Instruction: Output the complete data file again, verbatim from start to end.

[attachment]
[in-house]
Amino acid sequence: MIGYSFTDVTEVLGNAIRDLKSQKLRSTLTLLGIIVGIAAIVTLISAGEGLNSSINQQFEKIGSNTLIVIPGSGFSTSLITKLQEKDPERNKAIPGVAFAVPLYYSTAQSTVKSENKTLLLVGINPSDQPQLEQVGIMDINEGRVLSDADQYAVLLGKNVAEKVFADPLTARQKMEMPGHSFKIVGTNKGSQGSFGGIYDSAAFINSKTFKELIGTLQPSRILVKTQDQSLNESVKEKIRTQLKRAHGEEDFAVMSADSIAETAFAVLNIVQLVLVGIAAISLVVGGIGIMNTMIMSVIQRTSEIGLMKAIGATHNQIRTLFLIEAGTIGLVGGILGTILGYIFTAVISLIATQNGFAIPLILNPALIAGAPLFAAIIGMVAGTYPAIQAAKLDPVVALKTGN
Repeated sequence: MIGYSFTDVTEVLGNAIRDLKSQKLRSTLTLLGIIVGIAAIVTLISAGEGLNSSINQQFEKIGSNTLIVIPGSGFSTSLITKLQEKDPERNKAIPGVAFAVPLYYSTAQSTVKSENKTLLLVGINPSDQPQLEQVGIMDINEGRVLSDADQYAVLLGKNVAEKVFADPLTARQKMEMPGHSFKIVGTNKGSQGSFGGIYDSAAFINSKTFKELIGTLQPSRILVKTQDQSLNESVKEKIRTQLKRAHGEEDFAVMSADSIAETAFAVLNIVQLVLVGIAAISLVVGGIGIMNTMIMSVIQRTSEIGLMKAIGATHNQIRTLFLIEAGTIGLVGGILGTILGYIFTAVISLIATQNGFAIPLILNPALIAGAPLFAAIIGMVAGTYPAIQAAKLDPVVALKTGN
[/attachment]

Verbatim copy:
[in-house]
Amino acid sequence: MIGYSFTDVTEVLGNAIRDLKSQKLRSTLTLLGIIVGIAAIVTLISAGEGLNSSINQQFEKIGSNTLIVIPGSGFSTSLITKLQEKDPERNKAIPGVAFAVPLYYSTAQSTVKSENKTLLLVGINPSDQPQLEQVGIMDINEGRVLSDADQYAVLLGKNVAEKVFADPLTARQKMEMPGHSFKIVGTNKGSQGSFGGIYDSAAFINSKTFKELIGTLQPSRILVKTQDQSLNESVKEKIRTQLKRAHGEEDFAVMSADSIAETAFAVLNIVQLVLVGIAAISLVVGGIGIMNTMIMSVIQRTSEIGLMKAIGATHNQIRTLFLIEAGTIGLVGGILGTILGYIFTAVISLIATQNGFAIPLILNPALIAGAPLFAAIIGMVAGTYPAIQAAKLDPVVALKTGN
Repeated sequence: MIGYSFTDVTEVLGNAIRDLKSQKLRSTLTLLGIIVGIAAIVTLISAGEGLNSSINQQFEKIGSNTLIVIPGSGFSTSLITKLQEKDPERNKAIPGVAFAVPLYYSTAQSTVKSENKTLLLVGINPSDQPQLEQVGIMDINEGRVLSDADQYAVLLGKNVAEKVFADPLTARQKMEMPGHSFKIVGTNKGSQGSFGGIYDSAAFINSKTFKELIGTLQPSRILVKTQDQSLNESVKEKIRTQLKRAHGEEDFAVMSADSIAETAFAVLNIVQLVLVGIAAISLVVGGIGIMNTMIMSVIQRTSEIGLMKAIGATHNQIRTLFLIEAGTIGLVGGILGTILGYIFTAVISLIATQNGFAIPLILNPALIAGAPLFAAIIGMVAGTYPAIQAAKLDPVVALKTGN